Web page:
The North Bank Hall Of Fame: Patrick Vieira
When Arsene Wenger agreed to take the manager’s job at Arsenal his first move was to instruct the board to sign a lanky midfield reserve from AC Milan. In 1996 very few Arsenal fans knew who either Wenger or Patrick Vieira were and none could predict the legendary status both would go on to achieve.
Vieira made his debut as a first half substitute in a 4-1 home win against Sheffield Wednesday and he made an immediate impression. Our lack of background on the player meant it wasn’t clear whether he was a first choice or a young back up but a series of accomplished performances meant he soon became a force to be reckoned with in the Premier League.
Vieira’s stature was striking and it allowed him to impose himself on games which were played at frenetic pace. His fondness for battle would eventually prove to be the hallmark of a glittering career, but to focus on that is to miss the quality he possessed elsewhere.
Patrick Vieira had a profound effect on British Football, not unlike the man who bought him to these shores. Soon after his arrival it became de-rigueur for clubs to search out similar players of similar stature who could bring bite to the midfield. 6ft plus midfielders were soon referred to as “the new Vieira” as the likes of Mohammed Sissoko at Liverpool and Papa Bouba Diop at Fulham were bought in to add an athletic dimension to pedestrian midfields. None of the imitators were able to out muscle the original and none of them had his ability on the ball either.
When the idea that Arsenal have never replaced Vieira is lazily thrown around it singularly fails to acknowledge that there has barely been a comparable player in the English top division before or since. Vieira stood head and shoulders above his contemporaries because the ease in which he would win possession was married to his ability to drive away from danger, turning defence into attack as his loping stride ate up the Highbury turf.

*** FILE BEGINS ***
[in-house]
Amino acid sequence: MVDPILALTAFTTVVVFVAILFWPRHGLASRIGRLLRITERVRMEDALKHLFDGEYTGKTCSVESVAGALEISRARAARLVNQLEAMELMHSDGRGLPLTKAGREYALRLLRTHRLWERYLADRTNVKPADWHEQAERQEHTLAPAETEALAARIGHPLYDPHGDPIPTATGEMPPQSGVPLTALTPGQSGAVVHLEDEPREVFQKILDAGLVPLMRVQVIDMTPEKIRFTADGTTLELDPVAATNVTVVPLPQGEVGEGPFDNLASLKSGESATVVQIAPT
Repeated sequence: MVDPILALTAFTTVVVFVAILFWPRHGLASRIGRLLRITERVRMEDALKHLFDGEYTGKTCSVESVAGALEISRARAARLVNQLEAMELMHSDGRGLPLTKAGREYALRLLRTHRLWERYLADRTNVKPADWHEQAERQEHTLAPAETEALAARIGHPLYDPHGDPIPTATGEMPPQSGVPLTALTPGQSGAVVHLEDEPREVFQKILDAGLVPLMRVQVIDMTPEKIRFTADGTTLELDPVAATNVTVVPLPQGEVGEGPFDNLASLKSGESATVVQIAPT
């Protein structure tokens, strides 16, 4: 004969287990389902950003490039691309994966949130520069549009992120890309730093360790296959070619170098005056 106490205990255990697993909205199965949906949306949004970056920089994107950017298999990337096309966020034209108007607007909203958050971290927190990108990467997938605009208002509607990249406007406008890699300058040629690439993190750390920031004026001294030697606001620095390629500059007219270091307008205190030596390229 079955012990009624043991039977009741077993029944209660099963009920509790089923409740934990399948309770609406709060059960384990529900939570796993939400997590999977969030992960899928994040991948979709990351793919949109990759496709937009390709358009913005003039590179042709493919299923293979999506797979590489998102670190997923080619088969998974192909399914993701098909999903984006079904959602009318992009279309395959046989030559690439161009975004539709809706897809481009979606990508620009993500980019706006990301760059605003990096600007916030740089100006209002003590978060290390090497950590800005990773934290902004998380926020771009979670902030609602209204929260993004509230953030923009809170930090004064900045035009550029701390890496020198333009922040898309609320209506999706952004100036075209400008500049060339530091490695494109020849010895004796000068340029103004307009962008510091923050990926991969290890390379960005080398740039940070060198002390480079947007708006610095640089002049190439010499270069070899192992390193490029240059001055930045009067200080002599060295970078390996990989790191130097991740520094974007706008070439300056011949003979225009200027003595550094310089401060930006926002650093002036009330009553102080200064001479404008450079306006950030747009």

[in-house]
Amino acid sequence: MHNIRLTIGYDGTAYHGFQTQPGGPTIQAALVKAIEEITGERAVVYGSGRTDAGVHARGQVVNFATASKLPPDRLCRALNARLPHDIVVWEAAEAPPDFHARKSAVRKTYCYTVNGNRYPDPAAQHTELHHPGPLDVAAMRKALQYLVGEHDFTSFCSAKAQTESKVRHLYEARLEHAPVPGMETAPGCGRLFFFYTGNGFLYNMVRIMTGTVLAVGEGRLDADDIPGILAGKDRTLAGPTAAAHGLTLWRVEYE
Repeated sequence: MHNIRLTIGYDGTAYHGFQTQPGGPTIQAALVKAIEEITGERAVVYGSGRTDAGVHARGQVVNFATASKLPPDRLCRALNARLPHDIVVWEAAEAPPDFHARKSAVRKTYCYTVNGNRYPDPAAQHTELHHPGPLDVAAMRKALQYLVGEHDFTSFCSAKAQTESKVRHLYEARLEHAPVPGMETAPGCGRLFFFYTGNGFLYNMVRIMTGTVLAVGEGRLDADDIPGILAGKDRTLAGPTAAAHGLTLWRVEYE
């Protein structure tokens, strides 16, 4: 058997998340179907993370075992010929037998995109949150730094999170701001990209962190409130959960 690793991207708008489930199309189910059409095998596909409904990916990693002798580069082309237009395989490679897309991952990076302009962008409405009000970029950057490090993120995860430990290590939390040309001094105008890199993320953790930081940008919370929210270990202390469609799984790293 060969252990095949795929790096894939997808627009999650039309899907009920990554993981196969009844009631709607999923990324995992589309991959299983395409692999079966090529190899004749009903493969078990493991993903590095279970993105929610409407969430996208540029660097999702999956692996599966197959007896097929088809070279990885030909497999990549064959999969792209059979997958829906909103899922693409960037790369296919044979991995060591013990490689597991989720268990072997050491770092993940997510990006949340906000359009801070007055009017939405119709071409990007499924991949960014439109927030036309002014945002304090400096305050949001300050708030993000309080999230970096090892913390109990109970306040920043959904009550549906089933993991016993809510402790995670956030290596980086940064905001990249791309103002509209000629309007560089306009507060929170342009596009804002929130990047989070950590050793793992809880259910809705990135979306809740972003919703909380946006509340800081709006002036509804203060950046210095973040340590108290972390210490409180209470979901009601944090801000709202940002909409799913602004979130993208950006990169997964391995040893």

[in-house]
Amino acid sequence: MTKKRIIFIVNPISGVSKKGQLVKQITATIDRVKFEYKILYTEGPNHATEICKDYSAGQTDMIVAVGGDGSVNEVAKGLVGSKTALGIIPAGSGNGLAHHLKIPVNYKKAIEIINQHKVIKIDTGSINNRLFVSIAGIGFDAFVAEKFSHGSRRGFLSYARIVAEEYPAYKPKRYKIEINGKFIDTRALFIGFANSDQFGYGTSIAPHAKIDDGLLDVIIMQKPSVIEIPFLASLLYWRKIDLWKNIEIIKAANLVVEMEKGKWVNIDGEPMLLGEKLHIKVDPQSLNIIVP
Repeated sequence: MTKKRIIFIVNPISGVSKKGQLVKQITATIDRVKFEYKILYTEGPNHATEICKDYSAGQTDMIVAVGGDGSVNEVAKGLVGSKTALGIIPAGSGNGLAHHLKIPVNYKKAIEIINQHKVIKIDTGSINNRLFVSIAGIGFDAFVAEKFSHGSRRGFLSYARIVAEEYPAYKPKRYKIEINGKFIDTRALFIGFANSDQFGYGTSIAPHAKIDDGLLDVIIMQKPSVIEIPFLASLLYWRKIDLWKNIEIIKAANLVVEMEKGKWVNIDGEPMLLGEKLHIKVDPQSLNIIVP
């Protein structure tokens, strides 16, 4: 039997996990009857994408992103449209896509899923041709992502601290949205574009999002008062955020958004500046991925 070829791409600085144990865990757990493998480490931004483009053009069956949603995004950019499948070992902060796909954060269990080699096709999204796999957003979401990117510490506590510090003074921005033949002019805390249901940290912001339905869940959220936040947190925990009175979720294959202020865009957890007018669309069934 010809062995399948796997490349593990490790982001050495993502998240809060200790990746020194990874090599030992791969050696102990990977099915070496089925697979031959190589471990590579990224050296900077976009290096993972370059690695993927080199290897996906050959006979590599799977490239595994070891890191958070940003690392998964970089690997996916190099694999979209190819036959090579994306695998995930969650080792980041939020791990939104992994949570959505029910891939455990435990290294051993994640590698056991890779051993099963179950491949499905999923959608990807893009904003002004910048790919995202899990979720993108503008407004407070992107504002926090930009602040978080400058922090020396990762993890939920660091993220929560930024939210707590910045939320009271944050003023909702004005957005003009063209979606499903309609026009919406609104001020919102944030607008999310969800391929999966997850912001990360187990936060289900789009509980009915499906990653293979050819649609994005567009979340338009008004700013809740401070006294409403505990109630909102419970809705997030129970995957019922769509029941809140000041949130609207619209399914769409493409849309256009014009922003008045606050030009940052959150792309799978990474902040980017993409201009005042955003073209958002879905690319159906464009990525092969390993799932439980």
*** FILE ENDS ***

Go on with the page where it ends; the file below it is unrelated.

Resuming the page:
Whilst every team in the league now has a defensive midfield shield, Vieira was much more than that. Goals were not a key part of his contribution yet he still managed a few classics. The occasional blockbuster, like this against United, were worth waiting and this goal against Sp*rs better shows his overall contribution.
If he was at Arsenal now, and in his prime, it would be a criminal waste to leave him at the base of a midfield three. Vieira was the ultimate box-to-box midfielder and therefore irreplaceable.
Vieira got the better of Gerrard and Lampard, the best two England players of the generation, and the only player who came close to him was Roy Keane. The Irishman enjoyed intimidating and overwhelming opponents but Vieira had an equal desire for battle and relished cutting the usually rampant Keane down to size. Both men were ultimate competitors who were able to turn impossible situations around through sheer force of character. When they met in numerous top of the table clashes it was the proverbial irresistible force against the immovable object. The battles sometimes spilled over and there seemed to be genuine malice between Vieira and Keane but there was no denying the pair felt that their opposite number was the only player capable of really providing a test.
Whilst Keane managed to win marginally more medals during the period in which the pair locked horns, it was Paddy who had the last laugh. His final game for Arsenal was the 2005 FA Cup Final. A two hour war of attrition was unable to produce a victor so it went to the dreaded penalty shoot-out. Locked at 4-4 Vieira’s final kick in an Arsenal shirt was a confident penalty out of reach of United stopper Roy Carroll. Vieira’s final contribution to Arsenal was to lift a trophy; something that hasn’t been replicated by any of the captains to follow.
To place Patrick Vieira, our invincible captain, in the wearethenorthbank.com Hall of Fame barely needs justification. When the years caught up with Tony Adams we had an equal competitor ready to take the armband. Adams is the benchmark by which all Arsenal captains should be measured and there can be no greater compliment than to say that Vieira took on the responsibility and achieved equal legendary status in Arsenal’s history.